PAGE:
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Parliamentary Democracy in Bangladesh

Democracy is a continuous political process which can only be sustained and developed by giving due attention to certain issues. It is never completely achieved; it grows into its being.[1] During the nineteenth century followed by industrial revolution and expansion of capitalism, democracy took off as a major political and social process based on maturing British and American model of democracy. Subsequently, after the end of the Second World War, most of the states of the Latin America, Central Europe and Asia have become liberated from the clutch of the colonial rule and they have gradually been turned into democratic political system. Like other countries of the contemporary world, Bangladesh after having been independent from the internal colonialism of Pakistan, adopted the parliamentary democracy as the political system enshrined in the constitution. Since then, we have passed about thirty-eight years but our achievements in the sphere of democracy and development are not noteworthy.
In Bangladesh every political leader or party, civil or military, popular or unpopular, big or small, in or out of power, talk about democracy incessantly, but they never practice it either in personal life or within party’s proceedings. Even so the nation has failed to put it into practice. Parties voted into power to strengthen democracy have all failed to encourage its values. Taking advantage of this situation, military leaders intervened to practice their own version of democracy, which only exacerbated the crisis. The country today is riddle with numerous problems threatening the very development of democracy. Our society with an under developed political culture and poverty ridden illiterate and incompetent masses is lacking democratic political organizations, institutions and practices. Despite these, there is much prospects for democracy in Bangladesh which is marked by people’s eagerness to democratic norms, values and progress, marching toward a two party system and realization by politicians that there is no way but election to capture state’s power. This paper consists of six sections. Following the introductory section, section two develops a conceptual framework on democracy covering meaning and concept of democracy, forms of democracy, basic principles of democracy and major prerequisites of the proper functioning of democracy. Section three attempts to examine the current state of democracy in Bangladesh. Section four analyzes the cardinal problems in the path of institutionalization of democracy in Bangladesh. Section five analyzes prospects of flourishing democracy in Bangladesh. Section six provides concluding remarks and a set of recommendations for the institutionalization of democracy in Bangladesh.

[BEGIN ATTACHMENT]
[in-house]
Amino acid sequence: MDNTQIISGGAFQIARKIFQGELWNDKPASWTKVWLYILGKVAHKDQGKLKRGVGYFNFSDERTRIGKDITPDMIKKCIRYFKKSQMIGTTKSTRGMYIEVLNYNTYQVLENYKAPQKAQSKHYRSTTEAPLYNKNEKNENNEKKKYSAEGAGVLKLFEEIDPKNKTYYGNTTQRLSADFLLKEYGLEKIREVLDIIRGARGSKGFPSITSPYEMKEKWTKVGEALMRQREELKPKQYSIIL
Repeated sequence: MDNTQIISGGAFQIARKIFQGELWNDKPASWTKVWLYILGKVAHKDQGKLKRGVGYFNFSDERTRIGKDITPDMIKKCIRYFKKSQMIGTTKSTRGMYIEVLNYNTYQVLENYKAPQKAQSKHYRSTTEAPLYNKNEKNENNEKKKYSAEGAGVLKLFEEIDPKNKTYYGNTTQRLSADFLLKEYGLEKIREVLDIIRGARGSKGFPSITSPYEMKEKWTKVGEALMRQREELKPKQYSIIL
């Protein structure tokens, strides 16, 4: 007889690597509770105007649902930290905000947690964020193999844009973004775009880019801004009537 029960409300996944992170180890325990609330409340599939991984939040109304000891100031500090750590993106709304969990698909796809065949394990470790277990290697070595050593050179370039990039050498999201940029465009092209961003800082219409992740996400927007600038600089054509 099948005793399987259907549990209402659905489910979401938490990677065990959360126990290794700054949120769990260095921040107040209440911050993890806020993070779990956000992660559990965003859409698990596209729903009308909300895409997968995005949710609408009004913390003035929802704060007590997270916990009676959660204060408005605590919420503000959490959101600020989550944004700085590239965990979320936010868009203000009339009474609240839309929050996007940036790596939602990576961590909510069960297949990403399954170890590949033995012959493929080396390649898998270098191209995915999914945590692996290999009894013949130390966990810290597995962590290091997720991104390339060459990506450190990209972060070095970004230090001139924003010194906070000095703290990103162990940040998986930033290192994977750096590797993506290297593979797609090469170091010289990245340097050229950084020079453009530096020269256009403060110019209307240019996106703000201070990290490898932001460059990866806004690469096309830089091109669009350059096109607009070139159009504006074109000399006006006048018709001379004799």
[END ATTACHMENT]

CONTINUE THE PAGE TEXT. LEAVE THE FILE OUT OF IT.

[1] MacIver, R.M. Modern State, New York, 1935, p.364
The Author is grateful to professor Dr. Harun-or-Rashid and Dr. Sabbir Ahmed for their valuable suggestions on this paper.